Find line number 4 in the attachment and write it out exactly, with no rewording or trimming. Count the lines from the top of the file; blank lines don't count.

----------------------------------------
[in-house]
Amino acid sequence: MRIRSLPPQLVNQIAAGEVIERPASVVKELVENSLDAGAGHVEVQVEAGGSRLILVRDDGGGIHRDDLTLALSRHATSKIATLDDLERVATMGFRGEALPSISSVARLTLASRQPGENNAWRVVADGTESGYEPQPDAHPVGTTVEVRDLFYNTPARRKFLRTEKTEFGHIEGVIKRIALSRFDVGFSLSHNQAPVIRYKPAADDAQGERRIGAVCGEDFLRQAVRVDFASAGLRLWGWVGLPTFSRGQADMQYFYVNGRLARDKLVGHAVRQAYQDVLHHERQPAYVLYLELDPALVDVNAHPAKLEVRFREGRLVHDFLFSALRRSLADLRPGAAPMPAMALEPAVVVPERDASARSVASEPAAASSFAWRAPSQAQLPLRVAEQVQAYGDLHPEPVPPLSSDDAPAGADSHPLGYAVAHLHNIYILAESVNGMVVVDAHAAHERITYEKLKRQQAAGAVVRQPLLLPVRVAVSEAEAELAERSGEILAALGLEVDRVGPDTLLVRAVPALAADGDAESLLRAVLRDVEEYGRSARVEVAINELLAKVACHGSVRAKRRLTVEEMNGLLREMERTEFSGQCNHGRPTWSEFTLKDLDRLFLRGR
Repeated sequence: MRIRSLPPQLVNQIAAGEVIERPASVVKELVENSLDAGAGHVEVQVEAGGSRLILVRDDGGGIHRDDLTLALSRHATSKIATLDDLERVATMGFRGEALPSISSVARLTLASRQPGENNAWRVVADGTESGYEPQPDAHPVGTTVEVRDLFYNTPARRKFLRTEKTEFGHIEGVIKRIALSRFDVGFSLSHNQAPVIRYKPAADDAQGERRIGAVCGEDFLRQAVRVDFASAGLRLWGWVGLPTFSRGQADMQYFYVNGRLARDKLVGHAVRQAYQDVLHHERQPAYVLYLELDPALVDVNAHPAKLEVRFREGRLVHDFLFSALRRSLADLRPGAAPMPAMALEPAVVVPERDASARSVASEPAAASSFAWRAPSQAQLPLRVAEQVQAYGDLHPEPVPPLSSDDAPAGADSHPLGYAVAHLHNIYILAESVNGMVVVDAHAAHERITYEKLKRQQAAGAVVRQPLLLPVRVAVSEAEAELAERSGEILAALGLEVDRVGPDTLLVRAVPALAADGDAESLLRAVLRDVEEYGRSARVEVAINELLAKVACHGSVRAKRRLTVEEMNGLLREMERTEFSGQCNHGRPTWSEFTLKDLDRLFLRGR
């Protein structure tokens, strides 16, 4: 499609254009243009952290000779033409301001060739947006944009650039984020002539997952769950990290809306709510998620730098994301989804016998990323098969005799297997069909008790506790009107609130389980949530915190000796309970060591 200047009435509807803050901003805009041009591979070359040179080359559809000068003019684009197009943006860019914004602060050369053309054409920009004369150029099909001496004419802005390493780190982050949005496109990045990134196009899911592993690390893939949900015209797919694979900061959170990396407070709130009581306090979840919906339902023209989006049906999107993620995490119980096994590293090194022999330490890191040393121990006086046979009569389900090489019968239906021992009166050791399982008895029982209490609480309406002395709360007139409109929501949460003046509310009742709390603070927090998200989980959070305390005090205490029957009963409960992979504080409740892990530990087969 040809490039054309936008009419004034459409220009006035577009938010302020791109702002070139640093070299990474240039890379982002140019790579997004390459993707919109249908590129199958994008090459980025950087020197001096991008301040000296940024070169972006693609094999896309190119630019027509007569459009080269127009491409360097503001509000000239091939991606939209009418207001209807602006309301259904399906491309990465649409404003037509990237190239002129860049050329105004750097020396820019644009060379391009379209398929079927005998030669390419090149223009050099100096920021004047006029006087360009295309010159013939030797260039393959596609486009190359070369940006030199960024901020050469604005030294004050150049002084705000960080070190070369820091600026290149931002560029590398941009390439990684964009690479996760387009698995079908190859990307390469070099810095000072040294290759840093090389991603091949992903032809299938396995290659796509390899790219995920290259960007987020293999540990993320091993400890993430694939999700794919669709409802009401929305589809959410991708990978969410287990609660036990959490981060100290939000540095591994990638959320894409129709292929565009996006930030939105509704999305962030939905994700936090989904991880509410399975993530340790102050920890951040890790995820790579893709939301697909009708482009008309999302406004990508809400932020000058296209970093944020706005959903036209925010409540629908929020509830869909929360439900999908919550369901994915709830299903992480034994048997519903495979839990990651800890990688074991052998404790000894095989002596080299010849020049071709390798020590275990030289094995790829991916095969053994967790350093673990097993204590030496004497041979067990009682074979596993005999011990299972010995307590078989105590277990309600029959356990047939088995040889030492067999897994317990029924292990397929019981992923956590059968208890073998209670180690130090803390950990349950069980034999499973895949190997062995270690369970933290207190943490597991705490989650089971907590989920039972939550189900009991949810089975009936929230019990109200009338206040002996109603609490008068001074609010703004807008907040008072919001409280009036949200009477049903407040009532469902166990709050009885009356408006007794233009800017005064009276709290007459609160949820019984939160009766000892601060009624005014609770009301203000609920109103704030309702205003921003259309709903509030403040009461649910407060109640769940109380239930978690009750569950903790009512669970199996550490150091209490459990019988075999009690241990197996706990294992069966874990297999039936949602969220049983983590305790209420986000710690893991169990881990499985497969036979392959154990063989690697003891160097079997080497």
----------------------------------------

């Protein structure tokens, strides 16, 4: 499609254009243009952290000779033409301001060739947006944009650039984020002539997952769950990290809306709510998620730098994301989804016998990323098969005799297997069909008790506790009107609130389980949530915190000796309970060591 200047009435509807803050901003805009041009591979070359040179080359559809000068003019684009197009943006860019914004602060050369053309054409920009004369150029099909001496004419802005390493780190982050949005496109990045990134196009899911592993690390893939949900015209797919694979900061959170990396407070709130009581306090979840919906339902023209989006049906999107993620995490119980096994590293090194022999330490890191040393121990006086046979009569389900090489019968239906021992009166050791399982008895029982209490609480309406002395709360007139409109929501949460003046509310009742709390603070927090998200989980959070305390005090205490029957009963409960992979504080409740892990530990087969 040809490039054309936008009419004034459409220009006035577009938010302020791109702002070139640093070299990474240039890379982002140019790579997004390459993707919109249908590129199958994008090459980025950087020197001096991008301040000296940024070169972006693609094999896309190119630019027509007569459009080269127009491409360097503001509000000239091939991606939209009418207001209807602006309301259904399906491309990465649409404003037509990237190239002129860049050329105004750097020396820019644009060379391009379209398929079927005998030669390419090149223009050099100096920021004047006029006087360009295309010159013939030797260039393959596609486009190359070369940006030199960024901020050469604005030294004050150049002084705000960080070190070369820091600026290149931002560029590398941009390439990684964009690479996760387009698995079908190859990307390469070099810095000072040294290759840093090389991603091949992903032809299938396995290659796509390899790219995920290259960007987020293999540990993320091993400890993430694939999700794919669709409802009401929305589809959410991708990978969410287990609660036990959490981060100290939000540095591994990638959320894409129709292929565009996006930030939105509704999305962030939905994700936090989904991880509410399975993530340790102050920890951040890790995820790579893709939301697909009708482009008309999302406004990508809400932020000058296209970093944020706005959903036209925010409540629908929020509830869909929360439900999908919550369901994915709830299903992480034994048997519903495979839990990651800890990688074991052998404790000894095989002596080299010849020049071709390798020590275990030289094995790829991916095969053994967790350093673990097993204590030496004497041979067990009682074979596993005999011990299972010995307590078989105590277990309600029959356990047939088995040889030492067999897994317990029924292990397929019981992923956590059968208890073998209670180690130090803390950990349950069980034999499973895949190997062995270690369970933290207190943490597991705490989650089971907590989920039972939550189900009991949810089975009936929230019990109200009338206040002996109603609490008068001074609010703004807008907040008072919001409280009036949200009477049903407040009532469902166990709050009885009356408006007794233009800017005064009276709290007459609160949820019984939160009766000892601060009624005014609770009301203000609920109103704030309702205003921003259309709903509030403040009461649910407060109640769940109380239930978690009750569950903790009512669970199996550490150091209490459990019988075999009690241990197996706990294992069966874990297999039936949602969220049983983590305790209420986000710690893991169990881990499985497969036979392959154990063989690697003891160097079997080497």